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Tuesday, 30 March 2010

Automatic digital music workflow with VortexBox - (part two) integration

I'm a process automation obsessive. Last week I started a three part series on improving my digital music workflow. I wanted to automate more parts of my workflow, from this:
To this:
Five steps down to one!

Recognising that VortexBox will do a large part of this for me, I installed VortexBox in my home network within a VMware 'virtual machine' and got VortexBox up and running. This is all pointless without having any music to play of course, so this week I integrate VortexBox into my existing music network by linking my digital music files to VortexBox. I then describe where bliss fits into the workflow, and finally and most importantly I get to play some music!

A quick warning: this post contains some specific Linux related techie language! All this is possible within Windows and Mac environments too, but my chosen home network technologies tend to be Linux based ones.

We already know from my previous post that VortexBox contains a Squeezebox Server for distributing music around the home. A Squeezebox Server is a piece of software that plays music from a directory on your computer's hard disc. So, to integrate my newly installed VortexBox with internal Squeezebox Server with my existing music, I need to link the nominated directory with my music. My music is already available from my NAS via NFS, so all I need do is 'mount' the NAS's music directory to the nominated directory on the VortexBox. To do this, first I make the music available from the NAS, then I perform the mount on the VortexBox to access the music.

To make the music available from the NAS I add an entry to /etc/exports, which lists all directories made available via NFS:


This means: make the '/mnt/media/music' directory available to the computer with IP address (the VortexBox, since I've configured it to have a static IP). The music files are available for reading and writing. More on the /etc/exports configuration file here. Then, I reload the configuration file as so:

sudo /etc/init.d/nfs-kernel-server reload

The music is now available from the NAS. Now, I need to mount this music. The directory that the VortexBox assigns to play music from is, by default, /storage/music/flac. So, to mount the music within the VortexBox:

mount /storage/music/flac

This means: mount the '/mnt/media/music' filesystem on (the NAS) at /storage/music/flac. Listing the contents of /storage/music/flac lists our music successfully! Now, I don't want to re-issue that mount command every time the VortexBox starts, so I add a line to /etc/fstab: /storage/music/flac nfs rw,noatime 0 0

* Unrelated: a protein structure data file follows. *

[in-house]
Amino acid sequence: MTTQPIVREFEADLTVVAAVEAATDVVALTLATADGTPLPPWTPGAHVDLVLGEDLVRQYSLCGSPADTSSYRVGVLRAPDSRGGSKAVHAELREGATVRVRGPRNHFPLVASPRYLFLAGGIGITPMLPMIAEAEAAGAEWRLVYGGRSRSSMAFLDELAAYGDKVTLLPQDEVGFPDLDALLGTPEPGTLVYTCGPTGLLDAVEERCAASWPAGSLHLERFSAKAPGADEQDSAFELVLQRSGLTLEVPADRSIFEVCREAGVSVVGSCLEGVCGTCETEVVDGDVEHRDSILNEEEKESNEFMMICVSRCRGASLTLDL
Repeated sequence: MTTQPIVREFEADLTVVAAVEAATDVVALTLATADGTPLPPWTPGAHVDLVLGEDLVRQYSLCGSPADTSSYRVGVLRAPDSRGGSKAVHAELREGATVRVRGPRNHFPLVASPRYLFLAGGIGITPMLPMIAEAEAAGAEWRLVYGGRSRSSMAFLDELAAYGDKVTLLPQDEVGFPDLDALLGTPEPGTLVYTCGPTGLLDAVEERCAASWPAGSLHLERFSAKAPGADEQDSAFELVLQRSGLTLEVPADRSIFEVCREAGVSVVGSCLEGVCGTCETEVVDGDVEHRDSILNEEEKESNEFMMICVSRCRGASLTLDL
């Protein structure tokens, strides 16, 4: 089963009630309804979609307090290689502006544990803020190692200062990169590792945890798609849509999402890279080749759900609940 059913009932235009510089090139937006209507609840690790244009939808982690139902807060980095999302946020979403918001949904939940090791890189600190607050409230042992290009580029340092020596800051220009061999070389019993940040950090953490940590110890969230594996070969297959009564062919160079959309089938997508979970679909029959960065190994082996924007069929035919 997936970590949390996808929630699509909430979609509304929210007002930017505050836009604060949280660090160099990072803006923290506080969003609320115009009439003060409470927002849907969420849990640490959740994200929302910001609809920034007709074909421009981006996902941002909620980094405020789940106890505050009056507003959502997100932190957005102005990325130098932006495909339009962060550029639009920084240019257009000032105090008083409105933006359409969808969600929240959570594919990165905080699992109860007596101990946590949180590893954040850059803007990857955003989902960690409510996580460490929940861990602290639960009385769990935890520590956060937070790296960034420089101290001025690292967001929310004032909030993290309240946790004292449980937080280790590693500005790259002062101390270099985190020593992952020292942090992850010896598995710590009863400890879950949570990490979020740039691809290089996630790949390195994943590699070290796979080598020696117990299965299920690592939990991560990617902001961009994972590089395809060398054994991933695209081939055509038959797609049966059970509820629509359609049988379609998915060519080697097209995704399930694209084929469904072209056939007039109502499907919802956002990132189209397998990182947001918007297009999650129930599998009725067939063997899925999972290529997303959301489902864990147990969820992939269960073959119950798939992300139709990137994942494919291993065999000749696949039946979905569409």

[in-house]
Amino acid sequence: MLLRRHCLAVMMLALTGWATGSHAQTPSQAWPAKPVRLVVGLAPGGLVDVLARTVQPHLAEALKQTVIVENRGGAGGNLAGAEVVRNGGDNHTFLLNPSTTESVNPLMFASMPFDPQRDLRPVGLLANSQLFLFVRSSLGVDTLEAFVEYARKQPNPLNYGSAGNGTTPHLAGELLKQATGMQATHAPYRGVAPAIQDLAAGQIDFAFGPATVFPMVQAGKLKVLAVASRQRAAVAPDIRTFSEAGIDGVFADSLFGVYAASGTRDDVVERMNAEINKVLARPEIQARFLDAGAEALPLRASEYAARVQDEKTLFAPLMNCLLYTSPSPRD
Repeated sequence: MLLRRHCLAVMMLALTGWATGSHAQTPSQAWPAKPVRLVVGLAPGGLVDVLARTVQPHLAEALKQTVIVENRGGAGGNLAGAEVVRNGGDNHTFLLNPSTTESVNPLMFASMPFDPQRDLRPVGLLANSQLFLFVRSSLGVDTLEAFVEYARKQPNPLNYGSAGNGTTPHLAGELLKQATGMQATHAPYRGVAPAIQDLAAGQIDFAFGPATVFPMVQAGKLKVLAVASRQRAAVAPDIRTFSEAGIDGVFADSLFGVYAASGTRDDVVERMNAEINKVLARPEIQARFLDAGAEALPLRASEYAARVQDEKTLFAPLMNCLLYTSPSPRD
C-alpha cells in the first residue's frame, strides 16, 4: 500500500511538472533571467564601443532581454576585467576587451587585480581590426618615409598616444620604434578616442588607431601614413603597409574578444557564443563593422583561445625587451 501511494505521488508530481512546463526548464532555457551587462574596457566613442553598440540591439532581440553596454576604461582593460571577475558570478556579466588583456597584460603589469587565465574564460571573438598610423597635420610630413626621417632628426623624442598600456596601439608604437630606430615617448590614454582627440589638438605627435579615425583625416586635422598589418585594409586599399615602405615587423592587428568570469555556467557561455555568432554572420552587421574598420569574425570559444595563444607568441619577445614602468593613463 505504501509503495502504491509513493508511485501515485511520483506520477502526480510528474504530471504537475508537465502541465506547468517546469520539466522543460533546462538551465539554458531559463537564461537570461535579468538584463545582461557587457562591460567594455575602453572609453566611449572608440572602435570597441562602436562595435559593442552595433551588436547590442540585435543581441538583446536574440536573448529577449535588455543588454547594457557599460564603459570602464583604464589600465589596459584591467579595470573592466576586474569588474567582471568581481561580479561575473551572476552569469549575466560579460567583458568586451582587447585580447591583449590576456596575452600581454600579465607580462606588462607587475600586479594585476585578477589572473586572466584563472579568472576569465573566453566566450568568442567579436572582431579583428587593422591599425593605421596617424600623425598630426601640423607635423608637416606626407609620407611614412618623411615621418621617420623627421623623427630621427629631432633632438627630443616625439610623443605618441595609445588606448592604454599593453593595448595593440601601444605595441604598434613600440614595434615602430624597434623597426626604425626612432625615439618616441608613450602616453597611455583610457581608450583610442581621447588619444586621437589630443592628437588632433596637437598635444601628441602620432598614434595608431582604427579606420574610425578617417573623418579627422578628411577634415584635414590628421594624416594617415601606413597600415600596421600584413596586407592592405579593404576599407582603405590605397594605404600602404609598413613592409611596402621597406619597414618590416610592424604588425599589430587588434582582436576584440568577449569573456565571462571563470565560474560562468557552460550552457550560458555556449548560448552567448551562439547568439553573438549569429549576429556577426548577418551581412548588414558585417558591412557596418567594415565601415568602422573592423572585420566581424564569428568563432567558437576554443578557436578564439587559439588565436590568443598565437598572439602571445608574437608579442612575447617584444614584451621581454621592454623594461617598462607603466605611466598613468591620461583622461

Now, every time VortexBox starts, it will mount the /storage/music/flac directory automatically so my music plays with no effort.

With the directory mounted, and the music files visible on the VortexBox, we can now tell the VortexBox's Squeezebox Server to 'rescan'. Rescanning is the process the Squeezebox Server undertakes to update its internal database and make music available for playback.

Rescan for victory

Where does bliss fit into this? bliss isn't dependent on Squeezebox Server or VortexBox, it works on the digital music files directly. As a result, I have kept bliss running on the NAS, co-located with the music files, rather than install it in VortexBox for now. That said, either configuration would be acceptable. Whenever I move music onto the NAS, bliss recognises the music and conforms the album art against my rules automatically. For instance, if I move an album over with no embedded album art but with a co-located image file, the image file gets embedded into the music files without me doing anything.

Now... the important bit - listening to the music! I started up SqueezePlay to test my work. After choosing the new Squeezebox Server with the 'Choose source' function I soon had music streaming in full FLAC quality.

And there we have VortexBox streaming my music around my house once more. Next week we complete the final steps in our digital music workflow when we setup ripping from CD, automated tagging and album art, and automatic rescanning of the Squeezebox Server.

Sunday, 28 March 2010